The Huawei Ban — How the Trade War is Hurting Tech

The Huawei Ban — How the Trade War is Hurting Tech

Last week, the U.S Government blacklisted Huawei from doing business with U.S. companies as a product of the escalating trade war with China. Huawei is a consumer electronics giant, most notably prevalent in the smartphone industry. It’s the fastest growing smartphone vendor, having already taken the title of second largest by market share from Apple and quickly closing in on the number one spot, occupied by Samsung. Huawei’s devices rely on U.S. companies for hardware (Qualcomm, Intel, Corning, etc.) as well as software (Android). The biggest headline to come from this ban, of course, is that Google, in compliance with the new executive order, has pulled their Android license from Huawei. After 90 days, Huawei phones will stuck with their current software version, unable to receive updates or interact with Google services.

What does this mean for Huawei? The hardware isn’t much of an issue; Huawei is fully capable of building its own parts despite the higher cost compared to buying components from the U.S.. Replacing Android, though, isn’t so easy. Assuming the ban continues, Huawei will have to move to their own operating system. Rather than being able to just tweak the existing OS, Huawei will need to take on the task of building an OS from the ground up. This in itself is not an impossible task, and it seems that Huawei has already developed a “Project Z” OS in anticipation of a falling out with the U.S. (source). Still, a completely new operating system can be a turnoff for consumers who are already used to the Android OS and will have to acclimate to a new interface.

Even more intimidating is the challenge of developing an entirely new ecosystem. Without Google’s support, Huawei’s phones will need to adopt a native app store, populated with native apps. Not only does this venture require getting users to buy into the new app store, but it will also entail persuading app developers and companies to build and publish their apps for the new Huawei app store.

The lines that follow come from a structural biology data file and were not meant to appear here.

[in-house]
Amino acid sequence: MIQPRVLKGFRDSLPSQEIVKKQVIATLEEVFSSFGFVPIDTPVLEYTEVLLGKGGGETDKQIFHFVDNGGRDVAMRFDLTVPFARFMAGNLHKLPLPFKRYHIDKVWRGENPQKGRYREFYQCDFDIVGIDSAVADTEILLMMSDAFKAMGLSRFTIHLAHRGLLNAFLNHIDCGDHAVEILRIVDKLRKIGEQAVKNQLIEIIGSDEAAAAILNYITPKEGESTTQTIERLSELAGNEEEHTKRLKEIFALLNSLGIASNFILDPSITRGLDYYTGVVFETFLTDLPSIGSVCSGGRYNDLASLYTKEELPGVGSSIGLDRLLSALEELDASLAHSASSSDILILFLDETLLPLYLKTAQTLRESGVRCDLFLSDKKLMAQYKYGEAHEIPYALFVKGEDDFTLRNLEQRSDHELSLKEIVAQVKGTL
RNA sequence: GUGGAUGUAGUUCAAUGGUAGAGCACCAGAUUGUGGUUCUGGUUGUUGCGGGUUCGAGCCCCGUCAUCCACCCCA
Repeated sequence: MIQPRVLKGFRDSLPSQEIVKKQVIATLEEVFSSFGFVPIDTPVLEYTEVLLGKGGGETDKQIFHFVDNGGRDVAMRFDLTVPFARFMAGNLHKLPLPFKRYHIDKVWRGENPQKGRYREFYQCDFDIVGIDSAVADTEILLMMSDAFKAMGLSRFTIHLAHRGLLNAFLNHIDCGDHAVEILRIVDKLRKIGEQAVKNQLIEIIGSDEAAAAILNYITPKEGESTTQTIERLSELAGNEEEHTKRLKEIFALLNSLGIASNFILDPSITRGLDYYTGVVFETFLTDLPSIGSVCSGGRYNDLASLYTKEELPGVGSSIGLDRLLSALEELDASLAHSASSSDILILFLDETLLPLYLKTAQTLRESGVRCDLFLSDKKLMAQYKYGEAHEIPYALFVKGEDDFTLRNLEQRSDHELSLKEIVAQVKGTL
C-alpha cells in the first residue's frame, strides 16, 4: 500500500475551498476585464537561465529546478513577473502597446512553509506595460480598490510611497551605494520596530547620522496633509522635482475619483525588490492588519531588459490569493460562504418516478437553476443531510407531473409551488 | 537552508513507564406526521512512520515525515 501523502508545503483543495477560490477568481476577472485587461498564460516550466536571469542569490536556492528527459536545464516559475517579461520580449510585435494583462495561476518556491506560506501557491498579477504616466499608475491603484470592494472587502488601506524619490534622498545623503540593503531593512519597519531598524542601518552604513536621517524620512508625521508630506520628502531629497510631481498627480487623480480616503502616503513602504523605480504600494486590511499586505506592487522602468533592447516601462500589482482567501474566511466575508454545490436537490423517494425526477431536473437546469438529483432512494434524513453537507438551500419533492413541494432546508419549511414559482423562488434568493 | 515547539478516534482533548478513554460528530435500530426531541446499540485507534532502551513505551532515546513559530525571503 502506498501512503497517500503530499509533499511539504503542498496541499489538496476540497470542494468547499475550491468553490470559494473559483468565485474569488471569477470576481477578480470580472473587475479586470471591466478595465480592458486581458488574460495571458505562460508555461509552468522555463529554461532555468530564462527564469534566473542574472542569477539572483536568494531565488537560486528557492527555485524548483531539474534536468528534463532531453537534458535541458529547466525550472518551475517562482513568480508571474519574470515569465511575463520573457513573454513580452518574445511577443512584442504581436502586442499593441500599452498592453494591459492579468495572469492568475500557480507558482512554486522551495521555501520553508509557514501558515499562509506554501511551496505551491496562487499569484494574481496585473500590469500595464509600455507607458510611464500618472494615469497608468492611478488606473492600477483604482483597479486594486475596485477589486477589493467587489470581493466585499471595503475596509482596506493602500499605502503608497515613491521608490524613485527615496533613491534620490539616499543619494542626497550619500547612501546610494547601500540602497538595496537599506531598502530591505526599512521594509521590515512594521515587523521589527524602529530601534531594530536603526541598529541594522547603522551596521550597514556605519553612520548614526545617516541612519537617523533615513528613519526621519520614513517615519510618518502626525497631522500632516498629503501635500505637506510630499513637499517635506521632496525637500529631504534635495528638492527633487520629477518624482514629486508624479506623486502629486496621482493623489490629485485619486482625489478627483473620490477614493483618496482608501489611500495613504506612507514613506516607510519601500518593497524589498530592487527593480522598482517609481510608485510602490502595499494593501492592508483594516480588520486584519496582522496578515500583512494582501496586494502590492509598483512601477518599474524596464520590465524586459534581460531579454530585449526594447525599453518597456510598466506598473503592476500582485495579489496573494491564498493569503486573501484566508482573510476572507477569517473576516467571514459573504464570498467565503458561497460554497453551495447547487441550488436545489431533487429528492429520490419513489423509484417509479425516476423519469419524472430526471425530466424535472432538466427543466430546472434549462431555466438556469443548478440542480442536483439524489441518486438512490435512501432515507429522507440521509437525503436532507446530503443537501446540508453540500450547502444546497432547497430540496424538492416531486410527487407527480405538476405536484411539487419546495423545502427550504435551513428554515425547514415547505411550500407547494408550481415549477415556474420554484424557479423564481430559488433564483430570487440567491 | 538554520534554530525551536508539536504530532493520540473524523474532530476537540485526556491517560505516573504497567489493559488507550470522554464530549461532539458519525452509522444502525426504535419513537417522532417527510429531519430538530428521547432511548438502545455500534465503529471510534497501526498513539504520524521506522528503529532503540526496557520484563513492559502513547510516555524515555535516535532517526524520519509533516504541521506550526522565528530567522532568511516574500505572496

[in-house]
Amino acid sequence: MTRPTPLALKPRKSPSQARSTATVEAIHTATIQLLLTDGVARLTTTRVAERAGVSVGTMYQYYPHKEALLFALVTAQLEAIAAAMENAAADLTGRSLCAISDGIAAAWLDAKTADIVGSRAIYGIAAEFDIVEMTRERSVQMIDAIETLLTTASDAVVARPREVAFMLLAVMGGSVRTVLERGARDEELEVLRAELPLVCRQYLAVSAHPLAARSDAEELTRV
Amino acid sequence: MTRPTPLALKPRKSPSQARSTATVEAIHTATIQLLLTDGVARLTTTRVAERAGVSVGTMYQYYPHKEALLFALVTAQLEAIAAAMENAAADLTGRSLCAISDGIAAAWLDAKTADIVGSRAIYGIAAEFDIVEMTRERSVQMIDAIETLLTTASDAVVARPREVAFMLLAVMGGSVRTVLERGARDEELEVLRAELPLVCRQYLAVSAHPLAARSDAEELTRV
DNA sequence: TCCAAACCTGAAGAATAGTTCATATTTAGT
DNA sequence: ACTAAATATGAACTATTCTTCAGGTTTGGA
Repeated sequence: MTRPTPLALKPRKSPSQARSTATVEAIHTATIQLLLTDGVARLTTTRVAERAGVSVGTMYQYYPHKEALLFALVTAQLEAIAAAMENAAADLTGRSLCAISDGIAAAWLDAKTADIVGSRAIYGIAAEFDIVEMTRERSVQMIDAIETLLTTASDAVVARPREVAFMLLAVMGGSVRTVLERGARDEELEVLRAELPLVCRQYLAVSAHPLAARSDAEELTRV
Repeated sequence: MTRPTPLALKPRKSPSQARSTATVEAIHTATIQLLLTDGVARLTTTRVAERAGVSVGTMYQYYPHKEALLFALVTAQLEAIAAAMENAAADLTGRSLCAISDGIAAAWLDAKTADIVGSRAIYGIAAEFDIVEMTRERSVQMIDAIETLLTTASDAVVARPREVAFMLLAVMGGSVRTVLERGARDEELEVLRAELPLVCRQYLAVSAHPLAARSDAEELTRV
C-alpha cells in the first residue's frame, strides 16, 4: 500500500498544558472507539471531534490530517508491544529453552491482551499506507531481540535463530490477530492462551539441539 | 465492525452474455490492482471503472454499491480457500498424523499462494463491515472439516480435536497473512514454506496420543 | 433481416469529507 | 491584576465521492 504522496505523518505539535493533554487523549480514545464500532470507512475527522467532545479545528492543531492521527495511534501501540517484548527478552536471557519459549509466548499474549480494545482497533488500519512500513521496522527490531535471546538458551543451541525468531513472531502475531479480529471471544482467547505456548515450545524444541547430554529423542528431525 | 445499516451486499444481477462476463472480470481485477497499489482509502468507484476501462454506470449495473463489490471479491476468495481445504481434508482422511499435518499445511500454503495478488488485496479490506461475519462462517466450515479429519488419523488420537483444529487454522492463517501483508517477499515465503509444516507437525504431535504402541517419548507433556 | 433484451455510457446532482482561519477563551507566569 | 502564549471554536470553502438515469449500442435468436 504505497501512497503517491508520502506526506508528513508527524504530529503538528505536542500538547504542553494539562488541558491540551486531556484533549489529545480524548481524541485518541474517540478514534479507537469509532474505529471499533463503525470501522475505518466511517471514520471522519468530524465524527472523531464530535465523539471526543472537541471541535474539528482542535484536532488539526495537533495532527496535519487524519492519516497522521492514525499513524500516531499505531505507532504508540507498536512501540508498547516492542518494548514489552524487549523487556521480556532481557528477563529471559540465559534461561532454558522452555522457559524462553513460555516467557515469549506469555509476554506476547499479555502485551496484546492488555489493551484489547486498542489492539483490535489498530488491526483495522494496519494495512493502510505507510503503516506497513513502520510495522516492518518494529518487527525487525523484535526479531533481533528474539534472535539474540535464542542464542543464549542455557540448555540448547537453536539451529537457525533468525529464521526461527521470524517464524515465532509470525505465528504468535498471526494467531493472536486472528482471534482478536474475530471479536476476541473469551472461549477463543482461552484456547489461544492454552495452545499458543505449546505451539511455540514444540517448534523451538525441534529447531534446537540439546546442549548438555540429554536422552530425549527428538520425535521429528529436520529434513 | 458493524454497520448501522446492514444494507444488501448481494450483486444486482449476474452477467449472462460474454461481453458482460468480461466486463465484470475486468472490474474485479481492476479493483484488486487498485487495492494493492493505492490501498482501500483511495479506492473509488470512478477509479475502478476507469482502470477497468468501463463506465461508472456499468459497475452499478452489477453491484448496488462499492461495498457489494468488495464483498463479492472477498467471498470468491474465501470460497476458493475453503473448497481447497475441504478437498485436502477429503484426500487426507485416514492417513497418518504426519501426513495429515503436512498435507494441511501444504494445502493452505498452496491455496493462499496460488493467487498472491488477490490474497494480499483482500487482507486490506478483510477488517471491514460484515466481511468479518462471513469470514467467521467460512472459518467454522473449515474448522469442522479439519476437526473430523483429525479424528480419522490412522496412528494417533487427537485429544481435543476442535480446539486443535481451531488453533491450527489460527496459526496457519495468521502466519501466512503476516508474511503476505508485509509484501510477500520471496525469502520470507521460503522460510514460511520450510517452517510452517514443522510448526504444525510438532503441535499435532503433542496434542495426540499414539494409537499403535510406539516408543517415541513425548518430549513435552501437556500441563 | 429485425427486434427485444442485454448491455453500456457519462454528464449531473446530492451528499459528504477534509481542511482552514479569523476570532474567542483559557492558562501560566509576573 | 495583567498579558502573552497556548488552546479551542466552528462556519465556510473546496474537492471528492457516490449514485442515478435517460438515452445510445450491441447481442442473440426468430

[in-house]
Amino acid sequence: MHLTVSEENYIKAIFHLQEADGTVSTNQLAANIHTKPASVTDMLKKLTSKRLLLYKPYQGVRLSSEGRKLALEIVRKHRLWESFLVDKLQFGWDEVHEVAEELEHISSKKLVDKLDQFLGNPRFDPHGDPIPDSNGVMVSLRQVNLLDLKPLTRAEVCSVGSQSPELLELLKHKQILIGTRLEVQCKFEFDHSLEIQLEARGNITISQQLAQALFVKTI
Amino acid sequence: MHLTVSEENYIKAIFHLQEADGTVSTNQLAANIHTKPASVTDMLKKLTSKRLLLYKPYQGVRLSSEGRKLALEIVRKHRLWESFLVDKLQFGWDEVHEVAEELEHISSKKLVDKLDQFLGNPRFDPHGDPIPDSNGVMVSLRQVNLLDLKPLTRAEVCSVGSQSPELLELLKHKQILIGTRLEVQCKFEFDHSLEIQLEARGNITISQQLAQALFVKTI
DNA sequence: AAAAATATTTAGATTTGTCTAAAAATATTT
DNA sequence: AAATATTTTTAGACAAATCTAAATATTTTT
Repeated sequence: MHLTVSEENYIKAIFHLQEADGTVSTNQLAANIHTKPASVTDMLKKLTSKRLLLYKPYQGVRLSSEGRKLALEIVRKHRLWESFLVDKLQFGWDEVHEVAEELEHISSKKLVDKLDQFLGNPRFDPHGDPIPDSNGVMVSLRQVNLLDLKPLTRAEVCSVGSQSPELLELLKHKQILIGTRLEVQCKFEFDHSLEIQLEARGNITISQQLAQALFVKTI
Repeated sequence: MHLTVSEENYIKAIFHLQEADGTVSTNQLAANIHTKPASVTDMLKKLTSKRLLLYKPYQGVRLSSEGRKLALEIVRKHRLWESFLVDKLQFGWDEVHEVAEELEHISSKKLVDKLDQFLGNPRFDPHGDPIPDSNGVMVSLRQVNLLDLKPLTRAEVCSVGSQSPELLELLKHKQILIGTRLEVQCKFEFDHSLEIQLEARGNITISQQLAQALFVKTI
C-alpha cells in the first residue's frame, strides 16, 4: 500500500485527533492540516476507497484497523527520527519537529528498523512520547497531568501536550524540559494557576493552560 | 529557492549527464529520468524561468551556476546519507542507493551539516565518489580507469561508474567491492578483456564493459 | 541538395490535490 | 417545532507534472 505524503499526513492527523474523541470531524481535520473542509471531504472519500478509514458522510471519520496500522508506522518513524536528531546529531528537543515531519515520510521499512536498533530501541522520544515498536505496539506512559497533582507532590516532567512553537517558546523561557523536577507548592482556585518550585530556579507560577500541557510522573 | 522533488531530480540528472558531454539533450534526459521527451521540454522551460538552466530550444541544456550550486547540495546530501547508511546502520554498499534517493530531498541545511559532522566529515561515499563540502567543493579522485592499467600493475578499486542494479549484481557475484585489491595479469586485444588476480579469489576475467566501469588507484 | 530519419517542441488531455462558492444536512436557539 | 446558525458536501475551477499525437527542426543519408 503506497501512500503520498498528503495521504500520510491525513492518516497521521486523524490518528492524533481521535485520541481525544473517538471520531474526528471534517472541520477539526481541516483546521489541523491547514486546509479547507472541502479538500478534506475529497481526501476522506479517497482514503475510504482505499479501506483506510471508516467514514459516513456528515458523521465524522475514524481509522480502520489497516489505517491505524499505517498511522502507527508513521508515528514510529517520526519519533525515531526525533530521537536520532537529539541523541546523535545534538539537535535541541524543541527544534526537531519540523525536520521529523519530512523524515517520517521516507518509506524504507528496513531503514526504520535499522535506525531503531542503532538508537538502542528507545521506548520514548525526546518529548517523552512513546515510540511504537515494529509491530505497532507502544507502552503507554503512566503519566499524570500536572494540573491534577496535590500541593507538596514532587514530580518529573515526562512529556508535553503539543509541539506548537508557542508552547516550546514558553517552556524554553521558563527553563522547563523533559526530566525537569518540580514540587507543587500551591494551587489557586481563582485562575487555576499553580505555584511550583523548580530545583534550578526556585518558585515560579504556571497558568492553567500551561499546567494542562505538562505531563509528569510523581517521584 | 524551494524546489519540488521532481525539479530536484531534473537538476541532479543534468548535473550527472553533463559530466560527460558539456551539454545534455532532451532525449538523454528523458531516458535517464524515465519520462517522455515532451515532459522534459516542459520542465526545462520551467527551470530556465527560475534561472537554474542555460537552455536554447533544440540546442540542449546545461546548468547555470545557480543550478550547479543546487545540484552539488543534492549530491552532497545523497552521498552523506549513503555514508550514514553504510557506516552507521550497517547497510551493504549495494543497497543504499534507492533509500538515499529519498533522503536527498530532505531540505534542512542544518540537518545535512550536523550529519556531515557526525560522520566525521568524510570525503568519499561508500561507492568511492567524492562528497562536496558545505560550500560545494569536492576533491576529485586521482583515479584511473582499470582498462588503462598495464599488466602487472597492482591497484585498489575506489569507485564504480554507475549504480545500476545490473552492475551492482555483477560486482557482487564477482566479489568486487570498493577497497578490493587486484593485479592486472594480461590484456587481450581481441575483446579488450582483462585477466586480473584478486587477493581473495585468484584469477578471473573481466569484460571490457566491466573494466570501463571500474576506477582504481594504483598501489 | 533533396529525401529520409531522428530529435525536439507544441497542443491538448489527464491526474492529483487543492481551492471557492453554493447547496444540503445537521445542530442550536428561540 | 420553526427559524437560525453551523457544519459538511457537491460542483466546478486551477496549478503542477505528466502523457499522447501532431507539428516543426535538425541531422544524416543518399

So what are the implications of this for tech, and is the ban unreasonable? Huawei’s stance is clear:

And frankly, we’ve seen no evidence of Huawei phones posing a greater security threat compared to any other Android device. Rather, this ban is a result of the squabble with China, which partly aims to reduce our deficit and partly hopes to call out China for supposedly violating international trade rules with respect to IPs.

Ultimately, we’re trading innovation and technological advancement for national pride, an economic tug-of-war, and intellectual property discrepancies.

Even though Huawei’s presence in the U.S. is slight, it still competes with U.S. companies on a global scale. For tech, this means more competition and more incentive for manufacturers and developers to come up with cutting-edge technologies. We’ve seen this between Huawei, Samsung, and Apple — each year, a new gimmick appears on a flagship. Soon enough, every company is aiming to implement a better version of that feature on their own devices (think facial recognition, in-screen fingerprint readers, pop-up cameras, and foldable smartphones). In this way, ingenuity evolves.

So what happens when we eliminate competition? Corporations no longer feel the same pressure to develop products at such fast rates. Monopolies on consumer products strengthen and technology becomes complacent with staying still. When it comes to industry, competition is the key driver of innovation.

The goal of technology is to advance the quality of life. Devices contribute to societal good: they solve global issues, keep us safe, and allow us to communicate on a global scale. With better technology, humanity blossoms. Under what conditions, then, should we be okay with sacrificing this development? How much do we value technology’s ability to improve the well-being of individuals and societies?

In the case of the Huawei ban, it’s probable that technology won’t take a hit. Even though Huawei will effectively die outside of China, competitors will continue to vie for buyers within China. However, we have to look beyond the present and apply the implications of the ban to the future. If the blacklist is implemented at much larger scale, to what extent can such political actions obstruct the growth of tech and, in effect, the enhancement of quality of life? Keeping this question in mind when considering global affairs is imperative, since ultimately, we are the people who are affected.

The Huawei Ban — How the Trade War is Hurting Tech

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